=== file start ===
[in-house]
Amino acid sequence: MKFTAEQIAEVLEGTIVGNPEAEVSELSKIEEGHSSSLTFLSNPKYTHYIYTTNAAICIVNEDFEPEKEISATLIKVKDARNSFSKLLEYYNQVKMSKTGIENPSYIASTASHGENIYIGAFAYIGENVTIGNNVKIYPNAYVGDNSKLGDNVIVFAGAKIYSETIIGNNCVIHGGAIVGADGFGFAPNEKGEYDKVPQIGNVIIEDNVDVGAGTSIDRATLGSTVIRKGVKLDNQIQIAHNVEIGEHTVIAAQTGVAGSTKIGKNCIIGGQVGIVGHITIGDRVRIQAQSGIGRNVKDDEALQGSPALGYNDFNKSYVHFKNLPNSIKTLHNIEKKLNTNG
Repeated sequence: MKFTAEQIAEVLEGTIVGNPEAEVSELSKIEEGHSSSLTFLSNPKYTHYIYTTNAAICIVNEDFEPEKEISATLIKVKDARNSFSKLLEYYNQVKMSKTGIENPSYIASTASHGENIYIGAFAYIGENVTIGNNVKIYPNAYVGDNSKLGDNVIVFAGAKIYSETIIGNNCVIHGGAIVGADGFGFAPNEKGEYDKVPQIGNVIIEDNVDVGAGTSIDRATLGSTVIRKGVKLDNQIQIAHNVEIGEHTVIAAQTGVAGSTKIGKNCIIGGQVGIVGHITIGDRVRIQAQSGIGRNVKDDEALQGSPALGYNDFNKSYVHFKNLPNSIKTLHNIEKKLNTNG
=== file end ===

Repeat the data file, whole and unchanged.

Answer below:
[in-house]
Amino acid sequence: MKFTAEQIAEVLEGTIVGNPEAEVSELSKIEEGHSSSLTFLSNPKYTHYIYTTNAAICIVNEDFEPEKEISATLIKVKDARNSFSKLLEYYNQVKMSKTGIENPSYIASTASHGENIYIGAFAYIGENVTIGNNVKIYPNAYVGDNSKLGDNVIVFAGAKIYSETIIGNNCVIHGGAIVGADGFGFAPNEKGEYDKVPQIGNVIIEDNVDVGAGTSIDRATLGSTVIRKGVKLDNQIQIAHNVEIGEHTVIAAQTGVAGSTKIGKNCIIGGQVGIVGHITIGDRVRIQAQSGIGRNVKDDEALQGSPALGYNDFNKSYVHFKNLPNSIKTLHNIEKKLNTNG
Repeated sequence: MKFTAEQIAEVLEGTIVGNPEAEVSELSKIEEGHSSSLTFLSNPKYTHYIYTTNAAICIVNEDFEPEKEISATLIKVKDARNSFSKLLEYYNQVKMSKTGIENPSYIASTASHGENIYIGAFAYIGENVTIGNNVKIYPNAYVGDNSKLGDNVIVFAGAKIYSETIIGNNCVIHGGAIVGADGFGFAPNEKGEYDKVPQIGNVIIEDNVDVGAGTSIDRATLGSTVIRKGVKLDNQIQIAHNVEIGEHTVIAAQTGVAGSTKIGKNCIIGGQVGIVGHITIGDRVRIQAQSGIGRNVKDDEALQGSPALGYNDFNKSYVHFKNLPNSIKTLHNIEKKLNTNG